Ornamental Separator

Stitched in Time

Now Open
This exhibition is on view in the Len and Cyndy Alaimo Gallery

This exhibition is generously funded by The Leonard J. and Cynthia L. Alaimo Endowment for Colonial Williamsburg’s Art Museums, the Jeanne L. Asplundh Textile Exhibitions Endowment and the George Cromwell Trust

Needlework—which includes canvas work, lace, tambour, crewel work, silk embroidery, quilting, and counted stitch—played an important role in the homes and lives of many early Americans. Embellishing textiles with decorative stitches was one method in which the Founding Mothers contributed to their family’s household furnishings and enriched their homes and clothing with pattern, color, and beauty. Sewing and mending everyday functional textiles such as bed and table linens, as well as clothing, was another means in which women contributed economically to their family. Stitching needlework projects was also an educational tool for young schoolgirls, and a creative outlet for many housewives.

American needlework reflects great diversity and regional variations. Many factors influenced distinct regional characteristics including the ethnic origins of the makers, trade and migration patterns, influential teachers and artists, current fashions, religious affiliations, geography, and even climate. “Stitched in Time” explores regional variations in American needlework of the eighteenth and early nineteenth centuries and the forces that molded them.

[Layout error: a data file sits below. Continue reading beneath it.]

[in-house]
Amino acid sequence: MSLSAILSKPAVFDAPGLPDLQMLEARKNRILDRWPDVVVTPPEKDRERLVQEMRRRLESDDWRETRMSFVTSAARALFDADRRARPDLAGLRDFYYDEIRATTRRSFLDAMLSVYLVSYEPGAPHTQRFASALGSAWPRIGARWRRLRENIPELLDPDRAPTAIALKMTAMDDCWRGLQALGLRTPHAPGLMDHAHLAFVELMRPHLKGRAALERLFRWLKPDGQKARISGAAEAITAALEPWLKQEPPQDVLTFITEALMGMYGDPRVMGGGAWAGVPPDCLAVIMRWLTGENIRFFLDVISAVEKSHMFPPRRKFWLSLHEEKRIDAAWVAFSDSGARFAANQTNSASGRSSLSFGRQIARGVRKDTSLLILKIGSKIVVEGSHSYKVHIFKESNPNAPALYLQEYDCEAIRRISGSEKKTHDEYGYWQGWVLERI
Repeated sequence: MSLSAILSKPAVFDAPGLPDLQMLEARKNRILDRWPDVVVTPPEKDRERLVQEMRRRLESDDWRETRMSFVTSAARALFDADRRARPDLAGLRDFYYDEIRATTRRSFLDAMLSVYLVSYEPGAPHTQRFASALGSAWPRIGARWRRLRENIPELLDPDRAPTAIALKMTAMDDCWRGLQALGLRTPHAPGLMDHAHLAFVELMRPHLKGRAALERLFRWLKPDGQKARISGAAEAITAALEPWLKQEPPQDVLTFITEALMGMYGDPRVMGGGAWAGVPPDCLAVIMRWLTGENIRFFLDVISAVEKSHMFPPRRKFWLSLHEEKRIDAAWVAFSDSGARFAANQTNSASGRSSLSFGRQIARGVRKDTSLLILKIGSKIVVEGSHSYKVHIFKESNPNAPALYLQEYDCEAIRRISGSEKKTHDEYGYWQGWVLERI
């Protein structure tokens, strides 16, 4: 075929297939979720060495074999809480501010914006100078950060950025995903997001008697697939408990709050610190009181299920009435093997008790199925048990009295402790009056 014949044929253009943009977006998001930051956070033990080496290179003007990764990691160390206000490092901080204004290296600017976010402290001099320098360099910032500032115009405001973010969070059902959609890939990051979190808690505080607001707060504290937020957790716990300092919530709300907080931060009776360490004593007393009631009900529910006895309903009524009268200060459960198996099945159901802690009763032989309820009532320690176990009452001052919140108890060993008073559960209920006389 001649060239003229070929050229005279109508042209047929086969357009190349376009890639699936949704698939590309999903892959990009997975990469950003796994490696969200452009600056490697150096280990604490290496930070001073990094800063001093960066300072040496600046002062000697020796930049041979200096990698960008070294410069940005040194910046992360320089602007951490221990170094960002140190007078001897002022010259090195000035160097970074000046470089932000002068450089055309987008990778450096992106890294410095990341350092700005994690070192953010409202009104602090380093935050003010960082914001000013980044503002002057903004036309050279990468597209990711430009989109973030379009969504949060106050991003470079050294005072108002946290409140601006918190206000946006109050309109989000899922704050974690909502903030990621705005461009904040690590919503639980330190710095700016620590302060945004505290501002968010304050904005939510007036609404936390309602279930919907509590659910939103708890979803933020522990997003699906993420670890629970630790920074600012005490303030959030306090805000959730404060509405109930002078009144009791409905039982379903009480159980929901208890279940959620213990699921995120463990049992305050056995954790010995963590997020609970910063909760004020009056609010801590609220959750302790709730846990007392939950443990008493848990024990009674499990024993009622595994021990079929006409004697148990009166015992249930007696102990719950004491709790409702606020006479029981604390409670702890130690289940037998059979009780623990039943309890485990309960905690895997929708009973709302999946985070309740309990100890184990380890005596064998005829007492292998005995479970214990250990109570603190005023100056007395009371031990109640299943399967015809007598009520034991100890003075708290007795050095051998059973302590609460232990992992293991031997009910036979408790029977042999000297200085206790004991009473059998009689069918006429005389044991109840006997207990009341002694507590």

Memorial to Terry Family by Elizabeth Terry, Marietta, Pennsylvania, 1836. Museum Purchase, 1962.604.1
Map of the Eastern Half of the United States by Ann E. Colson, Pleasant Valley School, Dutchess County, New York, 1809. Museum Purchase, The Friends of Colonial Williamsburg Collections Fund, 2019-70
Bed Rug, Connecticut, possibly Norwich or New London, 1785.Museum Purchase, Dr. and Mrs. T. Marshall Hahn Jr. Fund, 2014.609.6
Sampler by Mary Welsh, Massachusetts, ca. 1770. Museum Purchase, 1962-309


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